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    @pusher/pusher-websocket-react-native
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    1.0.2 • Public • Published

    Pusher React Native Websocket Client

    Twitter GitHub license npm version

    This is the Pusher Channels React Native client.

    For tutorials and more in-depth information about Pusher Channels, visit our official docs.

    Supported Mobile platforms

    Deployment targets

    • iOS 13.0 and above
    • Android 6.0 and above

    Example Application

    By cloning this repository you can check the React Native example application, a minimal application to connect to a channel and send events.

    Table of Contents

    Installation

    To integrate the plugin in your React Native App, you need to add the plugin to your package.json:

    npm install @pusher/pusher-websocket-react-native

    or

    yarn add @pusher/pusher-websocket-react-native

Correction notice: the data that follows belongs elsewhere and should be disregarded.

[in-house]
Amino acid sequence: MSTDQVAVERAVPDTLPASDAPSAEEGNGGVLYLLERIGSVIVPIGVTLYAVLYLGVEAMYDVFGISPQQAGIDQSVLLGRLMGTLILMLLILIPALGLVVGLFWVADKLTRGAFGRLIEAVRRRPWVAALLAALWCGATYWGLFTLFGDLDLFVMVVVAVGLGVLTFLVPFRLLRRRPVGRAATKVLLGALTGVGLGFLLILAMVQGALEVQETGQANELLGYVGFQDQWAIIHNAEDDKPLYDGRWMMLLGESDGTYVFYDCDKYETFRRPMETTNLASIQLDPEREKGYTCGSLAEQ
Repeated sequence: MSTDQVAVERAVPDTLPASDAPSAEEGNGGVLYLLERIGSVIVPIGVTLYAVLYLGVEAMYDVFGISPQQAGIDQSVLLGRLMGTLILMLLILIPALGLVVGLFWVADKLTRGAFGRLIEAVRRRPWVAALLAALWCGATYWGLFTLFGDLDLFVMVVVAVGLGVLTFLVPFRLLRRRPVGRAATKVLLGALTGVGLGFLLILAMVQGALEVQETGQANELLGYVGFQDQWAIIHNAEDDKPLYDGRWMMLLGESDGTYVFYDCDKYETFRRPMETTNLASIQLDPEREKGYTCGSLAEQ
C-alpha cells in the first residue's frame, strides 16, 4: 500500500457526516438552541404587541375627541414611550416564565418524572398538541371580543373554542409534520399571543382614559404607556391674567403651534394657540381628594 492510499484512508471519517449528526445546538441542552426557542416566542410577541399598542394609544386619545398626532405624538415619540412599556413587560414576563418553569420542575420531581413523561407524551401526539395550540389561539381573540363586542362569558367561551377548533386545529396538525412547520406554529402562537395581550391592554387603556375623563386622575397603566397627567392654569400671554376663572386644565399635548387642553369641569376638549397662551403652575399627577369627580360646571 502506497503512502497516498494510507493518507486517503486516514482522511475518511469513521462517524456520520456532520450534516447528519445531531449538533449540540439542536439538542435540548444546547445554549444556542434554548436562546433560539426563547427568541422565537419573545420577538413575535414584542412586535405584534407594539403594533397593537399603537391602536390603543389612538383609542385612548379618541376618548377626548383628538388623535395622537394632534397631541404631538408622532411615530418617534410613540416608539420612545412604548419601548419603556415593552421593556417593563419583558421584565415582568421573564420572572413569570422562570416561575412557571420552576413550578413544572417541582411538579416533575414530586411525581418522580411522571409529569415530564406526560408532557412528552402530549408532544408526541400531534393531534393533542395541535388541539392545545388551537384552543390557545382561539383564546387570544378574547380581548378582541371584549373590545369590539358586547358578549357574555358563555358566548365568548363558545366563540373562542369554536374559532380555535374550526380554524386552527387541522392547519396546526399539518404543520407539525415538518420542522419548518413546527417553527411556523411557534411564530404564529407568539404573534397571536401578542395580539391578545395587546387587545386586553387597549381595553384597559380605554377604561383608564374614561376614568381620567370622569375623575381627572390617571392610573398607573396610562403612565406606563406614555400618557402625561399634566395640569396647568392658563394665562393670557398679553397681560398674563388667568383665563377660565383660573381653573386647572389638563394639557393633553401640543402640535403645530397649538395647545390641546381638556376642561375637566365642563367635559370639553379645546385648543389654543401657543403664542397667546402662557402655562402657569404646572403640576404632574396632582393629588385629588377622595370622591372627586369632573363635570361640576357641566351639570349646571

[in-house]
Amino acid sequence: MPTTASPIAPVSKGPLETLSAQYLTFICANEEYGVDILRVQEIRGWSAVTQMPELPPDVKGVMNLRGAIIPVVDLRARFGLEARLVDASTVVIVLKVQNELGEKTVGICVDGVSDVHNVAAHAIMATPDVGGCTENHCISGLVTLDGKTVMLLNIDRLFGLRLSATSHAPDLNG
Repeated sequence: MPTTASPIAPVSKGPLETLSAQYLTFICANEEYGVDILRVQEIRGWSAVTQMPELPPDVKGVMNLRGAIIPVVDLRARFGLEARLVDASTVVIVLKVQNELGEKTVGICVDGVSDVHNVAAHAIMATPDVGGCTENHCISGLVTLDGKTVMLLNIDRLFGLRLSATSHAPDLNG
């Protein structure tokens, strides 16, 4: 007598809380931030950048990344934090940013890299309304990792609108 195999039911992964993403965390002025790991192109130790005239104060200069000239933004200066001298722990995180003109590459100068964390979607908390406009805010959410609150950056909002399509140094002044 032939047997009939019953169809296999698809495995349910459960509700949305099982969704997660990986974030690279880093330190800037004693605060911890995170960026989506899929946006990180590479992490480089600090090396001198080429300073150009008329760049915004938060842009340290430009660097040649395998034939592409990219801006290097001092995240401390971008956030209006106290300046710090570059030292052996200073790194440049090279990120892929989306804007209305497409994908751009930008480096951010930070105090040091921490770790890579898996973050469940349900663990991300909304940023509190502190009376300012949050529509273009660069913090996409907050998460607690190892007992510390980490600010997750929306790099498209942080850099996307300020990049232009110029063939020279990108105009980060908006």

iOS specific installation

    The Pusher Channels React Native plugin adds the pusher-websocket-swift cocoapod to your project. You probably need to run a

    $ pod install

    in the ios directory.

    Android specific installation

    Gradle should automatically include the pusher-websocket-java dependency.

    Initialization

    The Pusher class is a singleton that can be instantiated with getInstance(). Then you need to initialize the client with several configuration options. Here is a quick example with several callbacks options:

    import {
      Pusher,
      PusherMember,
      PusherChannel,
      PusherEvent,
    } from '@pusher/pusher-websocket-react-native';
    
    const pusher = Pusher.getInstance();
    
    try {
      await pusher.init({
        apiKey,
        cluster,
        // authEndpoint: '<YOUR ENDPOINT URI>',
        onConnectionStateChange,
        onError,
        onEvent,
        onSubscriptionSucceeded,
        onSubscriptionError,
        onDecryptionFailure,
        onMemberAdded,
        onMemberRemoved,
      });
    
      await pusher.subscribe({ channelName });
      await pusher.connect();
    } catch (e) {
      console.log(`ERROR: ${e}`);
    }

    After calling init(...) you can connect to the Pusher servers. You can subscribe to channels before calling connect().

    Configuration

    There are a few configuration parameters which can be set for the Pusher client. The following table describes available parameters for each platform:

    parameter Android iOS
    activityTimeout
    apiKey
    authEndpoint
    cluster
    maxReconnectGapInSeconds
    maxReconnectionAttempts
    pongTimeout
    proxy ⬜️
    useTLS

    activityTimeout (double)